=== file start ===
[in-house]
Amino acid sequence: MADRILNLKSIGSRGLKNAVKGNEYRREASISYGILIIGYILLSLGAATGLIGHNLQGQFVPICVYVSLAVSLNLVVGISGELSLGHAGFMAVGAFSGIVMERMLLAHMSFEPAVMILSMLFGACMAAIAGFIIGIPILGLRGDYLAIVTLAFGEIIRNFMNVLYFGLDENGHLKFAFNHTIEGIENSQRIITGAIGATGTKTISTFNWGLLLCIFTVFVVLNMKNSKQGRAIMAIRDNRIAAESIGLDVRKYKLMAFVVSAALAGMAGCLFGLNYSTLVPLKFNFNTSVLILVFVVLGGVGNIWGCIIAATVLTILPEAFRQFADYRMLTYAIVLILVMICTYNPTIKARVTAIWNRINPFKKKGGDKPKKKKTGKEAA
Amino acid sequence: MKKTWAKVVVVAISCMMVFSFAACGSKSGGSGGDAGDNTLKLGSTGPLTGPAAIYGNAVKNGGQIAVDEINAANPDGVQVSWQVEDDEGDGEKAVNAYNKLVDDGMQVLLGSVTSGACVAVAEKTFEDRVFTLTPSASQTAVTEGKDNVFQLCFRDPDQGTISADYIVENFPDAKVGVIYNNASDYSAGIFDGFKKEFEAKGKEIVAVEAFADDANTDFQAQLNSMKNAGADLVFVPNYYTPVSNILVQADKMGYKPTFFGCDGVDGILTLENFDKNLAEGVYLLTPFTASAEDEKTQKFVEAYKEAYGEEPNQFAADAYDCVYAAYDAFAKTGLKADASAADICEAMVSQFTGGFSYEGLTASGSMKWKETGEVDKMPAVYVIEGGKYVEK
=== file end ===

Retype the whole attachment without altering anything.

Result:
[in-house]
Amino acid sequence: MADRILNLKSIGSRGLKNAVKGNEYRREASISYGILIIGYILLSLGAATGLIGHNLQGQFVPICVYVSLAVSLNLVVGISGELSLGHAGFMAVGAFSGIVMERMLLAHMSFEPAVMILSMLFGACMAAIAGFIIGIPILGLRGDYLAIVTLAFGEIIRNFMNVLYFGLDENGHLKFAFNHTIEGIENSQRIITGAIGATGTKTISTFNWGLLLCIFTVFVVLNMKNSKQGRAIMAIRDNRIAAESIGLDVRKYKLMAFVVSAALAGMAGCLFGLNYSTLVPLKFNFNTSVLILVFVVLGGVGNIWGCIIAATVLTILPEAFRQFADYRMLTYAIVLILVMICTYNPTIKARVTAIWNRINPFKKKGGDKPKKKKTGKEAA
Amino acid sequence: MKKTWAKVVVVAISCMMVFSFAACGSKSGGSGGDAGDNTLKLGSTGPLTGPAAIYGNAVKNGGQIAVDEINAANPDGVQVSWQVEDDEGDGEKAVNAYNKLVDDGMQVLLGSVTSGACVAVAEKTFEDRVFTLTPSASQTAVTEGKDNVFQLCFRDPDQGTISADYIVENFPDAKVGVIYNNASDYSAGIFDGFKKEFEAKGKEIVAVEAFADDANTDFQAQLNSMKNAGADLVFVPNYYTPVSNILVQADKMGYKPTFFGCDGVDGILTLENFDKNLAEGVYLLTPFTASAEDEKTQKFVEAYKEAYGEEPNQFAADAYDCVYAAYDAFAKTGLKADASAADICEAMVSQFTGGFSYEGLTASGSMKWKETGEVDKMPAVYVIEGGKYVEK